JERUSALEM (AP) -- The Palestinian president has claimed Israel has reduced its security cooperation with Palestinians in the West Bank to protest the successful bid for upgraded status at the United Nations, in an interview published Friday.
Israel's military denied the charge, saying security cooperation continues.
Mahmoud Abbas said Israeli soldiers have started entering West Bank cities without Palestinian coordination. He spoke in a meeting with a dovish Israeli lawmaker and Israel's daily Haaretz.
An Abbas aide, Tayeb Abdel Rahim, said Israel's army detained 200 Palestinian officers in recent months, mostly for short interrogations.
Israeli defense officials responded Friday that soldiers enter Palestinian cities only when they think Palestinians are not providing enough support. They spoke anonymously in line with government regulations.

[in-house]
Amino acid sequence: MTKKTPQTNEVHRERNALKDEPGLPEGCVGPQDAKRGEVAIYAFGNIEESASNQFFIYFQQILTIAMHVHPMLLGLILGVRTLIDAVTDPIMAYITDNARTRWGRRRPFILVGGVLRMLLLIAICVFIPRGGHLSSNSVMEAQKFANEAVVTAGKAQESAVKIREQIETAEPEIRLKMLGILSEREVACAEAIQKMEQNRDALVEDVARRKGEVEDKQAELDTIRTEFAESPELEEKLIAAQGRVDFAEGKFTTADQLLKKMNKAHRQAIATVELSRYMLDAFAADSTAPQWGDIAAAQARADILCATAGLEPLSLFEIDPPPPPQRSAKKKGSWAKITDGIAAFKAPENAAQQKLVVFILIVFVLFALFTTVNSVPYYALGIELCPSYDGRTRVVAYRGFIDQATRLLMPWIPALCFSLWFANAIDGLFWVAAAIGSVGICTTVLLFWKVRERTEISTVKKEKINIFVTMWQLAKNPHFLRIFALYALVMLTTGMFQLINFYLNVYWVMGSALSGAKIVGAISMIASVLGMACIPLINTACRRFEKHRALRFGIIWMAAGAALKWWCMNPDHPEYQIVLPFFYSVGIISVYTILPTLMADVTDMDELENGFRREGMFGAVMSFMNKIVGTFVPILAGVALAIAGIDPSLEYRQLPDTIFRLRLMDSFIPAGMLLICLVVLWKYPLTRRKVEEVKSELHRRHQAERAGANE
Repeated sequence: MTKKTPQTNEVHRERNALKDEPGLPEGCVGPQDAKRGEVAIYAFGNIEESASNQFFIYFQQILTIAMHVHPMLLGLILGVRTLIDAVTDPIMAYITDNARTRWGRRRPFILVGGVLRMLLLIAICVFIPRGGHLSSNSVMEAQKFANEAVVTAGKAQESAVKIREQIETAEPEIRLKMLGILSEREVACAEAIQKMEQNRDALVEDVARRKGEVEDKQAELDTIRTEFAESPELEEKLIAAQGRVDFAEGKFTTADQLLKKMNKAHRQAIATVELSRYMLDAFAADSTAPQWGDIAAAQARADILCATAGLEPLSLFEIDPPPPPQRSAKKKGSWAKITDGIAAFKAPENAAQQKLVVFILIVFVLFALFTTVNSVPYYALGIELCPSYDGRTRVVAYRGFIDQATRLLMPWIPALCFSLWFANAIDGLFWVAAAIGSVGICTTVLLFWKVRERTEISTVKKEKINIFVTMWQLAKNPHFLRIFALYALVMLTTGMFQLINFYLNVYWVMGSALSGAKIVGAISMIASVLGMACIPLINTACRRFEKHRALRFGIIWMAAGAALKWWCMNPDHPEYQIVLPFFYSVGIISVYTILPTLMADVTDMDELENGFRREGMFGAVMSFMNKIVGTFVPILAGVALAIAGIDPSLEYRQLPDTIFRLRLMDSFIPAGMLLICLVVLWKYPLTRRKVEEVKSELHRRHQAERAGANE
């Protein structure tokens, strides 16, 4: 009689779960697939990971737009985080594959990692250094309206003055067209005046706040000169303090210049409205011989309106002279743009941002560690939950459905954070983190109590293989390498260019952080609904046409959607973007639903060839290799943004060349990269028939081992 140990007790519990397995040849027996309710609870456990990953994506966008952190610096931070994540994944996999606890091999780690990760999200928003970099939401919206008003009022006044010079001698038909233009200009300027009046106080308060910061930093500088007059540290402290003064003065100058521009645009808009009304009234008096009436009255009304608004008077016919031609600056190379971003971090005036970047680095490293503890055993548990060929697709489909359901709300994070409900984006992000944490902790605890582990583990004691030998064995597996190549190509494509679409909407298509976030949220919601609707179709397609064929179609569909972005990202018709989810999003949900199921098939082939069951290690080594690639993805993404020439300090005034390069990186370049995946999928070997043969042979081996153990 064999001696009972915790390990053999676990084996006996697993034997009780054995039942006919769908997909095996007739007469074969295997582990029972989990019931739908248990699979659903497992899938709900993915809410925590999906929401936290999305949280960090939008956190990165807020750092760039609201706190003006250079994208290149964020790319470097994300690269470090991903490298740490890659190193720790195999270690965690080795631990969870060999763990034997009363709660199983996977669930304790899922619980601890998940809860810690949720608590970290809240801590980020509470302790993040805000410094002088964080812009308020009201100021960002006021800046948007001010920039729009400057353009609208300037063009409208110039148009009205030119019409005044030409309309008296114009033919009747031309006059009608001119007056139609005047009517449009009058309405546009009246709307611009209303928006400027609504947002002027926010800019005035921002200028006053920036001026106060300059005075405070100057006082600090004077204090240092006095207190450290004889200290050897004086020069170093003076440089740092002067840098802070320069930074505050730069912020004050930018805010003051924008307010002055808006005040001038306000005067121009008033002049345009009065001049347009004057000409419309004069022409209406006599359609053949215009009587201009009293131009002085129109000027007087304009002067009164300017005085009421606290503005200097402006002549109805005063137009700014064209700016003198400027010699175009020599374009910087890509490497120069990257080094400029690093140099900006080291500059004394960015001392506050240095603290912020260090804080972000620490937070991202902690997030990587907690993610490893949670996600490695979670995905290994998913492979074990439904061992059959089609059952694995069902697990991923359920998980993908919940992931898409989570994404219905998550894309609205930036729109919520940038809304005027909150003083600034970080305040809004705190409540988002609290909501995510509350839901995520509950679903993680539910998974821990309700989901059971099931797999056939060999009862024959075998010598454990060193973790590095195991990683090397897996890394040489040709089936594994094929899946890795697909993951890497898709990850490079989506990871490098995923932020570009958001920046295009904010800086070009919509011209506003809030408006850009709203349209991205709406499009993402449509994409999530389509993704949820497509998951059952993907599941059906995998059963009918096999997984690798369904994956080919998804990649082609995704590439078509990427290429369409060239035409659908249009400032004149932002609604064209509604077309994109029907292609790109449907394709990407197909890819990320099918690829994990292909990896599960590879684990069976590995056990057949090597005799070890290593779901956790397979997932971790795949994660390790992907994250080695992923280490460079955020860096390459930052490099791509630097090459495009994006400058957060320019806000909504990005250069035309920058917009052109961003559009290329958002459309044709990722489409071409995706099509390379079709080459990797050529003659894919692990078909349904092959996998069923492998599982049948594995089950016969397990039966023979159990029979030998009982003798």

Israel earlier suggested the possibility of reducing security cooperation in retaliation for the Palestinian U.N. campaign.
Abbas also reiterated his longstanding threat to dismantle the Palestinian Authority, which he believes would leave Israel responsible for governing the West Bank's Palestinians.
Critics say Abbas is unlikely to follow through on the threat and may be using it as a pressure tactic. Tens of thousands of Palestinian civil servants and security forces rely on the Palestinian Authority for their livelihood, and the Palestinian Authority is the keystone of a series of partial peace accords with Israel that benefit the Palestinian economy and influence other aspects of life.
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